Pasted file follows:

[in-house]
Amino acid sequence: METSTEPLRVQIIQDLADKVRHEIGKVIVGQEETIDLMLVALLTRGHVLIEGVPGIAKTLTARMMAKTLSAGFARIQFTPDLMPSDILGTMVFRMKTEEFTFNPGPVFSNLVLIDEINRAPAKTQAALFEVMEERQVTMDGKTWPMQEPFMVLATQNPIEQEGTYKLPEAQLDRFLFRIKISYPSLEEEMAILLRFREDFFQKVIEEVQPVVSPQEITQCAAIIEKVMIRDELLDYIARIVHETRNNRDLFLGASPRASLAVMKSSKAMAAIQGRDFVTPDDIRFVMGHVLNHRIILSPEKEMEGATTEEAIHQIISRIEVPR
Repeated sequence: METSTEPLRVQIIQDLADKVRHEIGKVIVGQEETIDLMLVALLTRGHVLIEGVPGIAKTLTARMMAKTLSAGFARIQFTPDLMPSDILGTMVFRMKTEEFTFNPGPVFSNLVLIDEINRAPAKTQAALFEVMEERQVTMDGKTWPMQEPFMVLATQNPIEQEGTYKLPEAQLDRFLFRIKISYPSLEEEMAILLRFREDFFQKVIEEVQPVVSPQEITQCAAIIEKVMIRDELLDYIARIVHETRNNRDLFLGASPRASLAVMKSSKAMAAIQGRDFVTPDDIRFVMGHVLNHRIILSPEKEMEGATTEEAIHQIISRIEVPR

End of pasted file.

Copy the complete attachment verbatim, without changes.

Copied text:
[in-house]
Amino acid sequence: METSTEPLRVQIIQDLADKVRHEIGKVIVGQEETIDLMLVALLTRGHVLIEGVPGIAKTLTARMMAKTLSAGFARIQFTPDLMPSDILGTMVFRMKTEEFTFNPGPVFSNLVLIDEINRAPAKTQAALFEVMEERQVTMDGKTWPMQEPFMVLATQNPIEQEGTYKLPEAQLDRFLFRIKISYPSLEEEMAILLRFREDFFQKVIEEVQPVVSPQEITQCAAIIEKVMIRDELLDYIARIVHETRNNRDLFLGASPRASLAVMKSSKAMAAIQGRDFVTPDDIRFVMGHVLNHRIILSPEKEMEGATTEEAIHQIISRIEVPR
Repeated sequence: METSTEPLRVQIIQDLADKVRHEIGKVIVGQEETIDLMLVALLTRGHVLIEGVPGIAKTLTARMMAKTLSAGFARIQFTPDLMPSDILGTMVFRMKTEEFTFNPGPVFSNLVLIDEINRAPAKTQAALFEVMEERQVTMDGKTWPMQEPFMVLATQNPIEQEGTYKLPEAQLDRFLFRIKISYPSLEEEMAILLRFREDFFQKVIEEVQPVVSPQEITQCAAIIEKVMIRDELLDYIARIVHETRNNRDLFLGASPRASLAVMKSSKAMAAIQGRDFVTPDDIRFVMGHVLNHRIILSPEKEMEGATTEEAIHQIISRIEVPR